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In recent years, “lithium-ion battery” has become a high-tech catchphrase, suggesting a compact, high-energy battery used in consumer electronics ranging from laptop computers to power tools to hybrid vehicles.

Understandably, power wheelchair users have been intrigued by the promise of lithium-ion technology. After all, a lighter battery with double the driving range of a conventional deep-cycle battery would unplug many with disabilities from the restrictions of a charger cord, allowing them to travel farther per charge than ever before – a life-enhancing benefit.

However, with lithium-ion technology so readily used in consumer products, why isn't it immediately available in power wheelchairs, or when will it be, especially if it's so promising?

Lithium-Ion as a Catchphrase
Interestingly, when we hear the term “lithium-ion” it's often misused. Lithium-ion is a battery technology in itself, but just one of a whole class of “lithium-derived” battery technologies. What's more, a true lithium-ion battery is among the least stable forms of lithium-derived technologies, one that, when mistreated, can be extremely dangerous (the 10-million consumer electronics batteries recalled in mid-2006 because of explosions were traditional “lithium-ion” technology).

In an effort to resolve safety issues of traditional lithium-ion technology, “lithium iron phosphate” variations have been evolving, developed by universities and private industries alike. Since 2005, commercial products ranging from the Segway scooter to DeWalt power tools to PHEV hybrid car applications have all used lithium iron phosphate variations to provide safer lithium-derived batteries.

Therefore, it's important to recognize that “lithium-ion” batteries aren't what's used toward most modern battery applications, but the safer “lithium iron phosphate” variations.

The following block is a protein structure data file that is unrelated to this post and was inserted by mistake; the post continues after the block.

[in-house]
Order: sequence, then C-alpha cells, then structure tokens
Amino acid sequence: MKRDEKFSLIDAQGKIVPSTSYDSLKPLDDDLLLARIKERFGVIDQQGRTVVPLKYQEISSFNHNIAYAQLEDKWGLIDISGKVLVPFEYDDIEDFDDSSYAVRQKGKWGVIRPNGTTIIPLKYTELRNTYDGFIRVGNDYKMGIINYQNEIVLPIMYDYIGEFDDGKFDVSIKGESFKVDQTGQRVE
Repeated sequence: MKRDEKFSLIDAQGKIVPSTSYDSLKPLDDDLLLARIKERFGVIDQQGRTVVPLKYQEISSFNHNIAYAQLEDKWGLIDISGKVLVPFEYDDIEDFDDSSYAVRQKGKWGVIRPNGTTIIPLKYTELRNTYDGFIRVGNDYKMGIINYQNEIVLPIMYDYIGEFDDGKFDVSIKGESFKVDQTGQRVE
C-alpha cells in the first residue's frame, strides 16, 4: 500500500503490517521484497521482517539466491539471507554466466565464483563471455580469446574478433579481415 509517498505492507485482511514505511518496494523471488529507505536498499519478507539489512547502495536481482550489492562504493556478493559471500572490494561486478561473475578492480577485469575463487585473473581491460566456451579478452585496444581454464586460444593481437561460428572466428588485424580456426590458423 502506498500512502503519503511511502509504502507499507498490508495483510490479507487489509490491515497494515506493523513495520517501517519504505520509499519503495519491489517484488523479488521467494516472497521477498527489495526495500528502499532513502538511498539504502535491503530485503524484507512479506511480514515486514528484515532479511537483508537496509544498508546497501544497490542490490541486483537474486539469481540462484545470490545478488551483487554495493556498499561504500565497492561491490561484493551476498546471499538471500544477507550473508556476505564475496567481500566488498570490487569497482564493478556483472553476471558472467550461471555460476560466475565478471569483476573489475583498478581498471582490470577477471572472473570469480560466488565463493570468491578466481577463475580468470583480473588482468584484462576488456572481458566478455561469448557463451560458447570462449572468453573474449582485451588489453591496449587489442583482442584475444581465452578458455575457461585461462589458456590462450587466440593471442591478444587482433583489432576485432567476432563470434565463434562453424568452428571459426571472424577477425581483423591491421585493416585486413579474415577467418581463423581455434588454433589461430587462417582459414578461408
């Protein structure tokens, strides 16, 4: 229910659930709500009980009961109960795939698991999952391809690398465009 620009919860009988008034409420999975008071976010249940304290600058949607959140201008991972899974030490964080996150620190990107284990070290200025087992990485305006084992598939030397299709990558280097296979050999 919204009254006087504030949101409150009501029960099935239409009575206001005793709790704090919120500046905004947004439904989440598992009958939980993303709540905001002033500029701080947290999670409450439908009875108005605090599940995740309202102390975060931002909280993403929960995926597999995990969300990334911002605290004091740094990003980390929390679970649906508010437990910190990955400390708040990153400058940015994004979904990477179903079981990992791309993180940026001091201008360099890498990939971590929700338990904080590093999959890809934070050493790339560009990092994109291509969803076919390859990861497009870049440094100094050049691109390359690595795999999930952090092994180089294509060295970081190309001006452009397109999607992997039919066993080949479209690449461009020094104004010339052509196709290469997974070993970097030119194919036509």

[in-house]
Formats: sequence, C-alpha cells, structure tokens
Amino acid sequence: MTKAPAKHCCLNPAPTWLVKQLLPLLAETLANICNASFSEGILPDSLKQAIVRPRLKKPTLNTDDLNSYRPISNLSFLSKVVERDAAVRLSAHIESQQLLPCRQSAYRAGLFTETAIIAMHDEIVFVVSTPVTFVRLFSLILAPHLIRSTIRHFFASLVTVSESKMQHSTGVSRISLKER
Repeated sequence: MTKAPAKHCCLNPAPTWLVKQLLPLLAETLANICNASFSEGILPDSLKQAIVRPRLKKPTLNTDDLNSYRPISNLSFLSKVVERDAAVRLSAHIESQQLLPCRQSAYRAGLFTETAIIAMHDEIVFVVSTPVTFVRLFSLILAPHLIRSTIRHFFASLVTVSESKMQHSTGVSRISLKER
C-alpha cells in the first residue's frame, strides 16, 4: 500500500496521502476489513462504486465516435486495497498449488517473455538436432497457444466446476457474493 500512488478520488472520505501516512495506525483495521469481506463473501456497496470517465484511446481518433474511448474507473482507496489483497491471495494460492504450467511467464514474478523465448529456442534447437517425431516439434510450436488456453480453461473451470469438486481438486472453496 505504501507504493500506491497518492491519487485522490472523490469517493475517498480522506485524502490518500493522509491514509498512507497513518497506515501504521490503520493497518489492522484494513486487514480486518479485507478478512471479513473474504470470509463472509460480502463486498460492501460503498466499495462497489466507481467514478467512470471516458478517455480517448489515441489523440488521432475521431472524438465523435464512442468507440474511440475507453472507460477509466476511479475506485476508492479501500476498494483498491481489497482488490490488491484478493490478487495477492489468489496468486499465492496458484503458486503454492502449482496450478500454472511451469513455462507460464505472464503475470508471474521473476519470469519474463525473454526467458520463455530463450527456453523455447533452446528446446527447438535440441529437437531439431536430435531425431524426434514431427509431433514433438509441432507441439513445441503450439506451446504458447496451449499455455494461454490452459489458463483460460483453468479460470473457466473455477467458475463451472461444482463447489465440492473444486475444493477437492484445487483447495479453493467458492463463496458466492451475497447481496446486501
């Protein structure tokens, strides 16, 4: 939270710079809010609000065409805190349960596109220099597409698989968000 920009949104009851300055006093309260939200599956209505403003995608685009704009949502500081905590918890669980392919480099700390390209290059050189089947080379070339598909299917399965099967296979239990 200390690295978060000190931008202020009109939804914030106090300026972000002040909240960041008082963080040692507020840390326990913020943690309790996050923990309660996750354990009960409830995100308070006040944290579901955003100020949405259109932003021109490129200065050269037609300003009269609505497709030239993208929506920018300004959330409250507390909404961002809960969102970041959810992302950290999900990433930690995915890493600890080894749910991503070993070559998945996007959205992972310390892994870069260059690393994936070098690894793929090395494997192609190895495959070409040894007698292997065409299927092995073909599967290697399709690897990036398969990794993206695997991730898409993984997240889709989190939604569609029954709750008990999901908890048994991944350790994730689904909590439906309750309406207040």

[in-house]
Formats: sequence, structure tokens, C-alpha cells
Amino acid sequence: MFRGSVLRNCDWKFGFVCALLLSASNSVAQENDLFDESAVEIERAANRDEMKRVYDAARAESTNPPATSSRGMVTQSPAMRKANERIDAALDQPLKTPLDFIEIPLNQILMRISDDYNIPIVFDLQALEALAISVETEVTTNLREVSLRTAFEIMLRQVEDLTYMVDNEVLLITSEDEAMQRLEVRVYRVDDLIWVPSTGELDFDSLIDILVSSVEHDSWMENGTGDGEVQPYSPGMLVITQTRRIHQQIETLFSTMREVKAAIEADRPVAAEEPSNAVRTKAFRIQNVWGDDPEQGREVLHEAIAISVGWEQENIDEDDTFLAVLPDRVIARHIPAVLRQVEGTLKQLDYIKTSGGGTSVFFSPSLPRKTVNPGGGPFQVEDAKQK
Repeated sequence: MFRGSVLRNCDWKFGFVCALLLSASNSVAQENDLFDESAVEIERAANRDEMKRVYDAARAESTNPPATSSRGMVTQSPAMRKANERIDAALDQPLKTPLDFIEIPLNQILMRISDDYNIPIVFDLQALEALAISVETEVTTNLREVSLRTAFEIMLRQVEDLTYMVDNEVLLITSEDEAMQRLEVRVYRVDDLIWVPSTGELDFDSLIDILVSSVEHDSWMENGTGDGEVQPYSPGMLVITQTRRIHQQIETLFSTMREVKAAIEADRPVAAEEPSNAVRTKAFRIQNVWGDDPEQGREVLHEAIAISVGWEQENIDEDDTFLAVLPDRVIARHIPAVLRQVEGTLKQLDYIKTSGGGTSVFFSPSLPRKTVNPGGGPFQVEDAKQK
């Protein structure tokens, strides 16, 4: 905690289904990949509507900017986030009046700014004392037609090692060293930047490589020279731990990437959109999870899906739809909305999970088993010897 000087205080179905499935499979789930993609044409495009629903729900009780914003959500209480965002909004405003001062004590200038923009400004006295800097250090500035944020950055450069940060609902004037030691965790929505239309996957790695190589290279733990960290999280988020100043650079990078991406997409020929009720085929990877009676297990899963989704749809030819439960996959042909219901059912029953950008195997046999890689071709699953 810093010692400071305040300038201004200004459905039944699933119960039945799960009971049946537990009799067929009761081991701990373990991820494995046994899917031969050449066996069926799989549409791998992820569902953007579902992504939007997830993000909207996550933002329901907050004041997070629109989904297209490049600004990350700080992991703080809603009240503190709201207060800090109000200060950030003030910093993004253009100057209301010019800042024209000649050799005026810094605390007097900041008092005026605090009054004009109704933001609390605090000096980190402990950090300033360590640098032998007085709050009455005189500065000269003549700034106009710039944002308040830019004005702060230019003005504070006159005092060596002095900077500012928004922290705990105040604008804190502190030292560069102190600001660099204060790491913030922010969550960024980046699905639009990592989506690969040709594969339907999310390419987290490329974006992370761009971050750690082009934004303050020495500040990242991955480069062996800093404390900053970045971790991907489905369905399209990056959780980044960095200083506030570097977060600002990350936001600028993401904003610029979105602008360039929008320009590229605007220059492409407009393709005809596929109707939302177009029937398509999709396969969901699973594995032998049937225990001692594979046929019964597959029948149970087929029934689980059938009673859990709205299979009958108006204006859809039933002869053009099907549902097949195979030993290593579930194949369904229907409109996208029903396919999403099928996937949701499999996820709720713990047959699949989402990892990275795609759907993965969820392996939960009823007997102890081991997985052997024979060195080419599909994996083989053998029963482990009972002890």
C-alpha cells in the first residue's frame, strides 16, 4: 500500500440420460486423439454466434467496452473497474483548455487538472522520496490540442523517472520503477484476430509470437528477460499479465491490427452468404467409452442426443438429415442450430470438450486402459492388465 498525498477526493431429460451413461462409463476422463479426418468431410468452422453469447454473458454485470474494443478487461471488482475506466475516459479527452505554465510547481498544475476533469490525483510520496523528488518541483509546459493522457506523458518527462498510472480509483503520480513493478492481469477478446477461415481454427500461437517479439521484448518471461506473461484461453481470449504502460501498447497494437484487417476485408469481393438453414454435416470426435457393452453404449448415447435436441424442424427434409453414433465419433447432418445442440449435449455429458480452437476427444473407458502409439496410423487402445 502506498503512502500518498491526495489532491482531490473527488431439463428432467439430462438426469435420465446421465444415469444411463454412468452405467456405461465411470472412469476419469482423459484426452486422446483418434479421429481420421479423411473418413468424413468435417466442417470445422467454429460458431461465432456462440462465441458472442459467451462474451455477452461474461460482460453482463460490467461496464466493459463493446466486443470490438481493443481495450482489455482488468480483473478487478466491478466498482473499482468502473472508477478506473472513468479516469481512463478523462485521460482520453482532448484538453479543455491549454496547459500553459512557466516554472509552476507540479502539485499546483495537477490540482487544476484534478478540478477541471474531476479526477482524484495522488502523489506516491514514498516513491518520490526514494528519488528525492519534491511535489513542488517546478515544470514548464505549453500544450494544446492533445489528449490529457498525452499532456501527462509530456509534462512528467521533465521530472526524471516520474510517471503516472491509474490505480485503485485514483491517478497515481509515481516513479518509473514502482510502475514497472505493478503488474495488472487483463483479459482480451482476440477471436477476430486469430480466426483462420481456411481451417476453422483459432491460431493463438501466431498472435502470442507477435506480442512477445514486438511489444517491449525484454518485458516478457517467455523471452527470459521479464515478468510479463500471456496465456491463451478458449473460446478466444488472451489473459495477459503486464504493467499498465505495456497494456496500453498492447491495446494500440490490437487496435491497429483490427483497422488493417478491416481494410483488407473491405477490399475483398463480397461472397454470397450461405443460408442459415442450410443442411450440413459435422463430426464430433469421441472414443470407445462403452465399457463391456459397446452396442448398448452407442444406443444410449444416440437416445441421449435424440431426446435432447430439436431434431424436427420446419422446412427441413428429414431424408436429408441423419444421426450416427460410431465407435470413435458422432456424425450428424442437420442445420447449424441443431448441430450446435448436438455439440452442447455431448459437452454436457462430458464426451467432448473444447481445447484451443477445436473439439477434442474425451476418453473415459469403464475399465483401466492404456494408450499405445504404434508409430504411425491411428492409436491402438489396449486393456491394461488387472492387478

Lithium-Derived Batteries and Power Wheelchairs
With lithium iron phosphate battery variations proving successful in consumer products – on average, 33% lighter, with twice the energy of a comparably-sized conventional battery, with a 5-year lifespan – the question then becomes, why aren't they currently used in power wheelchairs?

The answer comes down to three foremost factors: Testing, compatibility, and cost.

Firstly, despite the promising performance and safety to date of lithium iron phosphate battery variations in mainstream products, their testing in medical devices is ongoing. While we are seeing lithium iron phosphate battery variations enter the mobility market toward applications like powering vehicle lifts, it's a larger leap into an ultra-critical, “user confined” device like a power wheelchair where reliability and safety are paramount – so exceptional testing must continue before coming to market.

Secondly, most power wheelchair electronics aren't presently designed to seamlessly interface with lithium iron phosphate batteries. Lithium iron phosphate batteries feature different voltage and charging characteristics than lead-acid batteries, and if they're simply placed in most existing power wheelchairs, issues arise, from as simple as an inaccurate battery gauge reading, to as disconcerting as overheated connections. Therefore, although there are self-described plug-n-play lithium iron phosphate “Group-24” batteries on the market today from the industrial and marine industries, power wheelchair electronics aren't yet designed to accept them predictably, and simply plugging in a set of lithium iron phosphate batteries into an existing power wheelchair proves problematic. Therefore, power wheelchair electronics need to be enhanced for compatibility with lithium-derived battery technology.

Lastly, and arguably the biggest long-term hurdle, lithium iron phosphate battery variations remain extremely expensive. While a pair of Group-24 lead acid batteries cost approximately $400, a similarly-sized pair of lithium iron phosphate batteries is approximately $3,500. Consumers struggle to fund basic mobility products – and often have to fight insurers for it – so $3,500 for batteries is simply out of consideration for most, as there's simply no way to fund them.

But, the Future is Near
Fortunately, evolving battery technology is among the biggest global high-tech trends, where environmental concerns are driving a push toward better, safer, less-costly battery technologies. And, there's no doubt that battery advancements are trickling toward mobility products, where the benefits of the technology and lower costs continue opening the door for entrance into the mobility market. In this way, it's not a question of if advanced battery technology finds its way into power wheelchairs, but merely a matter of when. The good news is, we're all getting closer every day.

Published 11/09, Copyright 2009, WheelchairJunkie.com